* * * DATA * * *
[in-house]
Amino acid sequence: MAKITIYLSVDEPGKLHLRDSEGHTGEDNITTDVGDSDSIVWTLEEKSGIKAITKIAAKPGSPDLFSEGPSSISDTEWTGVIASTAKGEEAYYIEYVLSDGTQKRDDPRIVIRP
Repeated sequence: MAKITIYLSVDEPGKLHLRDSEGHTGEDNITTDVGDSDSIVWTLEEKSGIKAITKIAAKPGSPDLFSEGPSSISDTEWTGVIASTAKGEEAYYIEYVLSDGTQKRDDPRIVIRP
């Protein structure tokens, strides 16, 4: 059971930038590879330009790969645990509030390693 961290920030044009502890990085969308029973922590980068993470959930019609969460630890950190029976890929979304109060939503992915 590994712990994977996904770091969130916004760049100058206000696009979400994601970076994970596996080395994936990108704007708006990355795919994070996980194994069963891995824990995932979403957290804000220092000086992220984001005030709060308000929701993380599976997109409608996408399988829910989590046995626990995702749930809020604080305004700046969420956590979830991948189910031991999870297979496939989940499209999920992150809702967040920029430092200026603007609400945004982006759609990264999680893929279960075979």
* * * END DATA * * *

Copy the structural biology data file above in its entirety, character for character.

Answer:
[in-house]
Amino acid sequence: MAKITIYLSVDEPGKLHLRDSEGHTGEDNITTDVGDSDSIVWTLEEKSGIKAITKIAAKPGSPDLFSEGPSSISDTEWTGVIASTAKGEEAYYIEYVLSDGTQKRDDPRIVIRP
Repeated sequence: MAKITIYLSVDEPGKLHLRDSEGHTGEDNITTDVGDSDSIVWTLEEKSGIKAITKIAAKPGSPDLFSEGPSSISDTEWTGVIASTAKGEEAYYIEYVLSDGTQKRDDPRIVIRP
């Protein structure tokens, strides 16, 4: 059971930038590879330009790969645990509030390693 961290920030044009502890990085969308029973922590980068993470959930019609969460630890950190029976890929979304109060939503992915 590994712990994977996904770091969130916004760049100058206000696009979400994601970076994970596996080395994936990108704007708006990355795919994070996980194994069963891995824990995932979403957290804000220092000086992220984001005030709060308000929701993380599976997109409608996408399988829910989590046995626990995702749930809020604080305004700046969420956590979830991948189910031991999870297979496939989940499209999920992150809702967040920029430092200026603007609400945004982006759609990264999680893929279960075979």